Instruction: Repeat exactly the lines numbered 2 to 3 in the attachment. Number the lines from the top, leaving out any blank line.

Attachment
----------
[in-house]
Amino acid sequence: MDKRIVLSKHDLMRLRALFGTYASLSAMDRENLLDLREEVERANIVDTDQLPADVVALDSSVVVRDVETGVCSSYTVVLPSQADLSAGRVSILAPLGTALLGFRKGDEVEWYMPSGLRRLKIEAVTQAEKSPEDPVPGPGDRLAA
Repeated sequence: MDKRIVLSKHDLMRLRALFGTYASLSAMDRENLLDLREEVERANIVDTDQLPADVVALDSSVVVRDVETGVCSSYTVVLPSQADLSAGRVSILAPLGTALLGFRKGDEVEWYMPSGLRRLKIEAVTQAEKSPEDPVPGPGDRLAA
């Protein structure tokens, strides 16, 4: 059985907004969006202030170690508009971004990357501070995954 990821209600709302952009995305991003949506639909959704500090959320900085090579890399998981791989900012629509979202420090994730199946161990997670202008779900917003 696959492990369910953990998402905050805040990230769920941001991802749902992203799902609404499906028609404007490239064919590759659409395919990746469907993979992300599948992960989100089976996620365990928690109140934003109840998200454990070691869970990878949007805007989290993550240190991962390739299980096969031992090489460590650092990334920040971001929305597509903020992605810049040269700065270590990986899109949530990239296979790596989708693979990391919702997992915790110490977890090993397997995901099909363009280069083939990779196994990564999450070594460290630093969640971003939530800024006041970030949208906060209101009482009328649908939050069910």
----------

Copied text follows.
Amino acid sequence: MDKRIVLSKHDLMRLRALFGTYASLSAMDRENLLDLREEVERANIVDTDQLPADVVALDSSVVVRDVETGVCSSYTVVLPSQADLSAGRVSILAPLGTALLGFRKGDEVEWYMPSGLRRLKIEAVTQAEKSPEDPVPGPGDRLAA
Repeated sequence: MDKRIVLSKHDLMRLRALFGTYASLSAMDRENLLDLREEVERANIVDTDQLPADVVALDSSVVVRDVETGVCSSYTVVLPSQADLSAGRVSILAPLGTALLGFRKGDEVEWYMPSGLRRLKIEAVTQAEKSPEDPVPGPGDRLAA